June 9, 2011
by Ryan Sasaki, NMR Product Manager, ACD/Labs
LC/MS has become the primary analytical check for the medicinal chemist. I Love NMR, but it’s the reality
So how did we get here? Clearly there a lot of reasons, but one of my hypotheses is based on the evolution of open access and the walk-up environment. No doubt that moving away from the traditional analytical service departments has been a great thing from a productivity standpoint.
LC-MS lends itself really well to the open access environment. There are good systems out there that can auto-process data well and provide a nice report that gives the chemist a simple answer. In most cases, the chemists can get the answer they are looking for with a quick glance at the report. In addition, for this kind of routine analysis, the interpretation of the results is very easy.
Contrast that to NMR. How often are the printouts from the instrument good enough? Not nearly as often. More and more it is becoming common practice for the chemist to import their raw or processed data into the processing software on the instrument or in some offline processing software. Within these applications, they can get a better look at their data, zoom in on areas of interest, re-integrate the spectrum so it makes sense, perhaps even generate a multiplet report for a potential patent down the road.
Add up those tasks alone, and the chemists may be forced to spend 5-10 more minutes on a routine NMR than an LC-MS when you factor in interpretation as well! Unfortunately, the NMR instrument is not printing out an answer, it is printing out a spectrum that needs to be interpreted by the chemists which on a routine basis is a lot more difficult and complex task than checking an LC-MS for reaction completion. Furthermore, let’s keep in mind that intrepreting analytical data is not the medicinal chemists job. They are evaluated, compensated, etc. for making molecules. The more molecules the better so the inherent risk here is obvious and I don’t think it’s fair to simply “blame the chemists”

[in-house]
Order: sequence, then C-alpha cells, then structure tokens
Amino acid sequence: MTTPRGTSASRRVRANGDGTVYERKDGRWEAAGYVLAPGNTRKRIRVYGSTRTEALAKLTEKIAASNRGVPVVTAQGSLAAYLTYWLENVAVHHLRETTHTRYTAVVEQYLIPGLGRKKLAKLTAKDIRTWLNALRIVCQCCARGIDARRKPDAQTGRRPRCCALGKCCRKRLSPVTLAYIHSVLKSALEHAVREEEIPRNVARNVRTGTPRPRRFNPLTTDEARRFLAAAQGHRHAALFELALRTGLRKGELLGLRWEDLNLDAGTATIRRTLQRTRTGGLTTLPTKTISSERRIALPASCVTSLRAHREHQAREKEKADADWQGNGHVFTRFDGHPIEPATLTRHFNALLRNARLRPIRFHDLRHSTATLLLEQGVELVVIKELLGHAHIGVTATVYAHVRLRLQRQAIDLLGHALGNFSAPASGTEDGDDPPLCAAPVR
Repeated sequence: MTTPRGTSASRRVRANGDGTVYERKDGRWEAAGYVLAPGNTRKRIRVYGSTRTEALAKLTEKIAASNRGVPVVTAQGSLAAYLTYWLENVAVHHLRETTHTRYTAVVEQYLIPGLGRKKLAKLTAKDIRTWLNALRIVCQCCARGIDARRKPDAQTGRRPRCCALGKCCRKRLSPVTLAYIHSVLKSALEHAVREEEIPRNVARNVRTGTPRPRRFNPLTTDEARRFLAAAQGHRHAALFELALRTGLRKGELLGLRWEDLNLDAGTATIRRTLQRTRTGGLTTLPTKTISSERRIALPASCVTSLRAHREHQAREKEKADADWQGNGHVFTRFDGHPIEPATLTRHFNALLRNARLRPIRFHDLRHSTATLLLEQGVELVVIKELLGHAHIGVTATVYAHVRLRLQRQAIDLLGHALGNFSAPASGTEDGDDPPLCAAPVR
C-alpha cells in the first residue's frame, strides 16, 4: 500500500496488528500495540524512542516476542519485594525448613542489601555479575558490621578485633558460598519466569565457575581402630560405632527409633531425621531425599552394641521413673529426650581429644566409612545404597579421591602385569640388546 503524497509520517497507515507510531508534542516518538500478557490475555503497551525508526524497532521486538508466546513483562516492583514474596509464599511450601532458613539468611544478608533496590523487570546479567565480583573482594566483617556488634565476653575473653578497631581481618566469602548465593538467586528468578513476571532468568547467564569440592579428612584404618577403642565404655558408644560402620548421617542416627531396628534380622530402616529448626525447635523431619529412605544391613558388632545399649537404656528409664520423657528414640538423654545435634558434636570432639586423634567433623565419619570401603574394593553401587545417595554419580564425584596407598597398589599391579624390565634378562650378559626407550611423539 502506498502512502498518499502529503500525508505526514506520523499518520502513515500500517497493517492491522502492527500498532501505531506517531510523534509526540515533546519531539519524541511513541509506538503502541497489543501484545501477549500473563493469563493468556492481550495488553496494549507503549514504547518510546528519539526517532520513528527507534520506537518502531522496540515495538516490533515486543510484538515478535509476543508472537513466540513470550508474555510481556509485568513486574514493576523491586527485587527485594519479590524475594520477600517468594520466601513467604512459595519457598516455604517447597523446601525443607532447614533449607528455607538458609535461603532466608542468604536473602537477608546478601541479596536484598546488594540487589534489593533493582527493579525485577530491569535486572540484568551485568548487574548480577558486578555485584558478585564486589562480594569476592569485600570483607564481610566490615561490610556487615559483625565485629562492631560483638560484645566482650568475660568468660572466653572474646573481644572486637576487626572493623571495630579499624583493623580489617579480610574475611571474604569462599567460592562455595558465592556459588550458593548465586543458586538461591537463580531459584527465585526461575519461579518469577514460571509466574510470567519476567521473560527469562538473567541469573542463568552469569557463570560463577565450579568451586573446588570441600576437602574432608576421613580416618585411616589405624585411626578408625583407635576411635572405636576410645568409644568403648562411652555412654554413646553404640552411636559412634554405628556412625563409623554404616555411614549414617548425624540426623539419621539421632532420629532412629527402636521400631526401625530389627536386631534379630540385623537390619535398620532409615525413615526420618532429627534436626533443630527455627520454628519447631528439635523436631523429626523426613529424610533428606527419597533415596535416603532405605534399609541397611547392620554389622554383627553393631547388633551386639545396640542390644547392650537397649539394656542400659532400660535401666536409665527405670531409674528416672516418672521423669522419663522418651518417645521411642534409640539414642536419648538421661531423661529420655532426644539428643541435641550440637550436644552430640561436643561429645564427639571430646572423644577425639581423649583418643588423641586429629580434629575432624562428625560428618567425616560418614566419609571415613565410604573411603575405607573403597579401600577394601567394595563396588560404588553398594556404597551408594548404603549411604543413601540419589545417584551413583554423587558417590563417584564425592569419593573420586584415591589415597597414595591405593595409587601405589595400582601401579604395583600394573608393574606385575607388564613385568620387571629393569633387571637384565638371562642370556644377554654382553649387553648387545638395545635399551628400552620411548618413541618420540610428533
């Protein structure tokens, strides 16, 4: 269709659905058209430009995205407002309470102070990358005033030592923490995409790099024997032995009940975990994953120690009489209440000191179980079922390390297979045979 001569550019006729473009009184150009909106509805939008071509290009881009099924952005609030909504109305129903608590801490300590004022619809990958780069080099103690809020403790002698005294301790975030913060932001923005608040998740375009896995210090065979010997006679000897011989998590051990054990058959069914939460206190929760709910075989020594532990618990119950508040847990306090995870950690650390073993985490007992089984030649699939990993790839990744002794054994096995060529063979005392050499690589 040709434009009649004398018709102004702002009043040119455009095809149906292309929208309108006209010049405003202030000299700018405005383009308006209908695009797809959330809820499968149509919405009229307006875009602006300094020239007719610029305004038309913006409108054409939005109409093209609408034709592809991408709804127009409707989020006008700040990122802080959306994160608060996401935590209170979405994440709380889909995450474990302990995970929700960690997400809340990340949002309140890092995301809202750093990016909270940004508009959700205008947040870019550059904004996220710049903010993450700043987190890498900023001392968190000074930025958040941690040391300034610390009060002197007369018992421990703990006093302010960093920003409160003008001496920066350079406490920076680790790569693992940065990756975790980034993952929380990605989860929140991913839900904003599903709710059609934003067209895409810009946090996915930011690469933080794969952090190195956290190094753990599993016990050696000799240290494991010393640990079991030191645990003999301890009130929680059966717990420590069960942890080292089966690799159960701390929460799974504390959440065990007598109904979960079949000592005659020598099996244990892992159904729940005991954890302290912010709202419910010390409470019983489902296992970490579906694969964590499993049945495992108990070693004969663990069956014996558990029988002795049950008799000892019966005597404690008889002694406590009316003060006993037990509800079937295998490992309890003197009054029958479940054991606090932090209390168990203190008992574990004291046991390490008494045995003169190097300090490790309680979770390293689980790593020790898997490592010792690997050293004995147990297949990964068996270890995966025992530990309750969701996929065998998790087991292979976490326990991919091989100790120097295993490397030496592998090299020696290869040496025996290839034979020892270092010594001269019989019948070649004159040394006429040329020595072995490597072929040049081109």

Given the above, is there any wonder why LC-MS has become the primary analytical check?
3 Replies to “Back to Reality #1- LC/MS vs. NMR”
Perhaps the answer for this is much more simple…
Have you compared the prices for both the aquisition and the maintenance of an NMR spectrometer and an HPLC/MS? This is much in favour for the LC/MS system, you can buy and care for several nice systems for the price of one NMR spectrometer…
Have you compared the laboratory requirements in terms of space needed, floor stability etc.? You can put several LC/MS systems on the lab space needed for a NMR spectrometer, and you can put them on the top floor of an old building… 😉
You don’t need to dedicate a whole lab to the instrument.
And so on… 😉
Thanks very much for your comments, they are very well received. I definitely agree,and I was going to bring this up later when I discussed reality #3 in more detail. The cost is a major factor from purchase, to implementation, to maintenance,to support, etc.
A few years back Anthony Macherone spoke at our user meeting at the ENC Conference and made this very point. Link can be found here, and specific reference is in slide 5:
I guess the big question is whether this cost is worth the benefits of having better QC and higher library quality. It’s a really difficult question to ask and I suspect this is one of the reasons why we aren’t seeing more emphasis on NMR. A lot of companies don’t have a great handle on the number of incorrect compounds in their library nor the risks/costs associated with having misrepresented compounds.
In my view, the most important factor in LC/MS vs. NMR is the amount of sample needed and the purity requirement for obtaining a meaning result.